11 2 / 2014
By ANNE BOYER
Althusserianism has always been a Marxism for those who prefer their class struggle as philosophy
Louis Althusser was upset about the cop in your head. Or rather, he was upset that the students on the streets in Paris ’68 told you there was one there to kill, so much so that he wanted their slogan “Kill the Cop in Your Head” damned to what he called “the Museum of the History of Masterpieces of Theoretical and Political Error.” These “anarchists,” he wrote, missed the point: It was not cops, prisons, armies, courts, and other forms of state repression that sustained capitalism. To imagine them as the enemy in your head was a mistake, for according to Althusser, “everyone knows, after all,” that in your head, “one can only have ideas.”
A philosopher might be lousy at fighting a cop on the streets, but no worries—the cop only appears to be what is standing in the way of revolution. It is the you inside you who are the enemy, trained since birth to be so. What the anarchists of ’68 should do, Althusser wrote, was give up their prejudice against the “authority of knowledge” and read Plato. They would then see that society couldn’t run on repression alone. Its real engine was “beautiful lies.” You would be better off to imagine, in place of the cop in your head, yourself in your head. What the you in your head looks like is someone propelled by society’s beautiful lies. Do you recognize yourself as yourself? Say hi. You are an “interpellated subject of ideology.”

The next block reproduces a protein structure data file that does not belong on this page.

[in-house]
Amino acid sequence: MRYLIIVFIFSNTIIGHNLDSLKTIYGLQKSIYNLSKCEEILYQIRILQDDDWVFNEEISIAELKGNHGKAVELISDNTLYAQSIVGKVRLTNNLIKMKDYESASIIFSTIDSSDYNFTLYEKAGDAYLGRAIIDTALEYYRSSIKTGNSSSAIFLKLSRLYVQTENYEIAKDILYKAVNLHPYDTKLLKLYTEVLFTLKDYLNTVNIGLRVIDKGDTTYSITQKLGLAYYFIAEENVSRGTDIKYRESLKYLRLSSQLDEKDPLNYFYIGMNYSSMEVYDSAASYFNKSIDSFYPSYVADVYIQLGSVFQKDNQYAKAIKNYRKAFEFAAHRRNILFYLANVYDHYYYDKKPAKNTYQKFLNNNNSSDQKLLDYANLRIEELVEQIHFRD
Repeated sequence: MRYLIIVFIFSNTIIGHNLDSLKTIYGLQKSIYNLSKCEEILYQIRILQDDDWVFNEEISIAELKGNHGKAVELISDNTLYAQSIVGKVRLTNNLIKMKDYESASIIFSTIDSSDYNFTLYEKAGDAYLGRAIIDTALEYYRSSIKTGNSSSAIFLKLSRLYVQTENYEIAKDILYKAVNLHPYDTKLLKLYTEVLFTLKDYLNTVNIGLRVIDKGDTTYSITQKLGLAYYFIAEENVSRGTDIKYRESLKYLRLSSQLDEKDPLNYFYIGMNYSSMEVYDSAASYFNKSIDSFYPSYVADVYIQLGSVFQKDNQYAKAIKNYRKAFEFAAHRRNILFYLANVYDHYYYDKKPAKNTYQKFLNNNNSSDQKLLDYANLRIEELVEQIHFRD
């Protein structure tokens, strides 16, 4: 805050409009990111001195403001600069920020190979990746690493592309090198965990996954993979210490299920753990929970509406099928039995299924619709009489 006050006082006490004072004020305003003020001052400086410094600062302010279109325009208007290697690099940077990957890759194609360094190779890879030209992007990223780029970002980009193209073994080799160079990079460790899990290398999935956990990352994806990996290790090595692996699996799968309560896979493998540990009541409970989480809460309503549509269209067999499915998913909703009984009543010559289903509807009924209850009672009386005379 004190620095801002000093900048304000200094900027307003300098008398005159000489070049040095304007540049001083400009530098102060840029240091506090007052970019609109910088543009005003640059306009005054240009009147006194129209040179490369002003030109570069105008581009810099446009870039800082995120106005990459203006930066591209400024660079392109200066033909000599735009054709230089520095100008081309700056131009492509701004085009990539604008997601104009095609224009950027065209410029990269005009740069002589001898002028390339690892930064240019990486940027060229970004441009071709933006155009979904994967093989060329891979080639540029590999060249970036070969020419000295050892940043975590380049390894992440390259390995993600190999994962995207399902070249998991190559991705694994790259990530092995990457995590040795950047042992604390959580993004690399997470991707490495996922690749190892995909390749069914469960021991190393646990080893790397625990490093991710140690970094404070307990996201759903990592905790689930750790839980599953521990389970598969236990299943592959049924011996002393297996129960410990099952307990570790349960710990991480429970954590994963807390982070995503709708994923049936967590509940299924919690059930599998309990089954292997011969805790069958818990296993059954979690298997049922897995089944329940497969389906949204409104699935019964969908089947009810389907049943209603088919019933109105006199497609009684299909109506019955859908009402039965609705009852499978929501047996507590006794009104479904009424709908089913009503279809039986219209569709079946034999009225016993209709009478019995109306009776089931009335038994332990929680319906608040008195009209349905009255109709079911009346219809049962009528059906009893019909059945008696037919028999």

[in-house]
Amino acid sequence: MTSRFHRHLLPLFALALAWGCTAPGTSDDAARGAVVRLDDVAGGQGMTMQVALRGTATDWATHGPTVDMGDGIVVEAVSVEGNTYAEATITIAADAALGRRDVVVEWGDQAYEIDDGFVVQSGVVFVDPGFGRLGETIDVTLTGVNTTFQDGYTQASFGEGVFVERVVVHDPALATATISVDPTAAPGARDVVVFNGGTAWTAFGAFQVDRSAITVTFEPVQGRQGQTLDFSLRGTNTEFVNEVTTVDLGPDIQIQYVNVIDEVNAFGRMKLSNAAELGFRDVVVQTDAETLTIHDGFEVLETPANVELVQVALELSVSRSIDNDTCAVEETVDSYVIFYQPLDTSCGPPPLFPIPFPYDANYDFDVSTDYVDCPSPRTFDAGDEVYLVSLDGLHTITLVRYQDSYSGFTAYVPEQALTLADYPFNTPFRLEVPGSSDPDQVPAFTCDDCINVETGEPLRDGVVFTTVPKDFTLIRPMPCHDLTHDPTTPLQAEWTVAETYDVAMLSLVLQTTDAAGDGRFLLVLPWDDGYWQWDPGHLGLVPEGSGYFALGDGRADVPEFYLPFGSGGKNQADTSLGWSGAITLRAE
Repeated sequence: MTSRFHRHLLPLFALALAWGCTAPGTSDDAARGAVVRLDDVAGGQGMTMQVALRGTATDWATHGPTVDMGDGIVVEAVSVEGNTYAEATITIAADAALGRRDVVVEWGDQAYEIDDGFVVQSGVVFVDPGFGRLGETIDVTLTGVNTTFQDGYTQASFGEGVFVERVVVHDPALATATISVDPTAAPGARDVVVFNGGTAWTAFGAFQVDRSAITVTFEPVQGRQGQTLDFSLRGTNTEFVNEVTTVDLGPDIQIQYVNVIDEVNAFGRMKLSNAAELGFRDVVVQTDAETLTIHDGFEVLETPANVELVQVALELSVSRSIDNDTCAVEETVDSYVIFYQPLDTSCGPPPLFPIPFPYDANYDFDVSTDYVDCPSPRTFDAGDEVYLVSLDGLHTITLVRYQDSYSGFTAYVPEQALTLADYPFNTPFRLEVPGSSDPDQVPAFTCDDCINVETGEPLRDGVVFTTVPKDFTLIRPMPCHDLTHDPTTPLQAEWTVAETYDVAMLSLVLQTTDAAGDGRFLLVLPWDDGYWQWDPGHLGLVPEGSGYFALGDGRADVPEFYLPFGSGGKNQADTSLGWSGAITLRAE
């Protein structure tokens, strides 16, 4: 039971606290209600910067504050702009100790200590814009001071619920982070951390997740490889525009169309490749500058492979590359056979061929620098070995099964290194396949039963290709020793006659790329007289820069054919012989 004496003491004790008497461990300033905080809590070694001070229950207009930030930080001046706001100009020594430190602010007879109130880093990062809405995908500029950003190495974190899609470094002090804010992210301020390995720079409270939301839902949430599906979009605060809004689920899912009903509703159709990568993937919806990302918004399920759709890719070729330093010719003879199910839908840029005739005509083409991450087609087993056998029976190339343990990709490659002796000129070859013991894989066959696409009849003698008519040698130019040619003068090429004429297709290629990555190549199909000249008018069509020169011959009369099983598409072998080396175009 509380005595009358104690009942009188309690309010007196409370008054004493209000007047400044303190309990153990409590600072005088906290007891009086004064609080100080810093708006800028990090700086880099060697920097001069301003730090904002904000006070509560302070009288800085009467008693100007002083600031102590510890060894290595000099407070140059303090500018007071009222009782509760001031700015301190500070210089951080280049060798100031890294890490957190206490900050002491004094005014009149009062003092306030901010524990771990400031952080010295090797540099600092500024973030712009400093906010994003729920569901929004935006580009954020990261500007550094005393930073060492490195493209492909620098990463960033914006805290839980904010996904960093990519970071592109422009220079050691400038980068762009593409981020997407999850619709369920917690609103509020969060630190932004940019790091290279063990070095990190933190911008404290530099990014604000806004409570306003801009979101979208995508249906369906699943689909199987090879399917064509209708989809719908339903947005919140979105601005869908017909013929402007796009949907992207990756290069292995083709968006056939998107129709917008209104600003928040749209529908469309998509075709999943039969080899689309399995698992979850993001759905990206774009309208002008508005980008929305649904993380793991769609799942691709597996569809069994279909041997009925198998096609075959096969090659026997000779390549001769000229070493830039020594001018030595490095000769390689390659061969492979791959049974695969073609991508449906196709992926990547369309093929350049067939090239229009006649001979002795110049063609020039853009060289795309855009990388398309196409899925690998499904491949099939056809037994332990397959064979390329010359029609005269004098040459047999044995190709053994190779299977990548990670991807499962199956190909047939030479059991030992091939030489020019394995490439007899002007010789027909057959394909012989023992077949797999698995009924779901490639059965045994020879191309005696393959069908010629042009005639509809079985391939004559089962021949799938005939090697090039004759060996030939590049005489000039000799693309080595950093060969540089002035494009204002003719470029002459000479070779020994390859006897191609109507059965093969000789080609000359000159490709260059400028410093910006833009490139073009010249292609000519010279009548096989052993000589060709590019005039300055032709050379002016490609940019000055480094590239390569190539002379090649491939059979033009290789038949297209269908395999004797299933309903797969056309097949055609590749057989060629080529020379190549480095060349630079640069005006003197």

09 2 / 2014
I know I’ve told this story before, but my abusive ex refused to let me take birth control. I was on the pill until he found them in my purse.
I went to the Student Health Center—they were completely unhelpful, choosing to lecture me about the importance of safe sex (recommending condoms) instead of actually listening to my problem.
Then I went to Planned Parenthood. The Nurse Practitioner took one look at my fading bruises and stopped the exam. She called in the doctor. The doctor came in and simply asked me: “Are you ready to leave him?” When I denied that I was being abused, she didn’t argue with me. She just asked me what I needed. I said I need a birth control method that my boyfriend couldn’t detect. She recommended a few options and we decided on Depo.
When I told her that my boyfriend read my emails and listened to my phone messages and was known to follow me, she suggested to do the Depo injections at off hours when the clinic was normally closed. She made a note in my chart and instructed the front desk never to leave messages for me—instead, she programmed her personal cell phone number into my phone under the name “Nora”. She told me she would call me to schedule my appointments; she wouldn’t leave a message, but I should call her back when I was able to.
And that was it. No judgment. No lecture. She walked me to the door and told me to call her day or night if I needed anything. That she lived 5 blocks from campus and would come get me. That I wasn’t alone. That she just wanted me to be safe.
I never called her to come to my rescue. But I have no doubt that she would have come if I had called. She kept me on Depo for a year, giving me those monthly injections in secret, helping me prevent a desperately unwanted pregnancy.
I cannot thank Planned Parenthood enough for the work they do."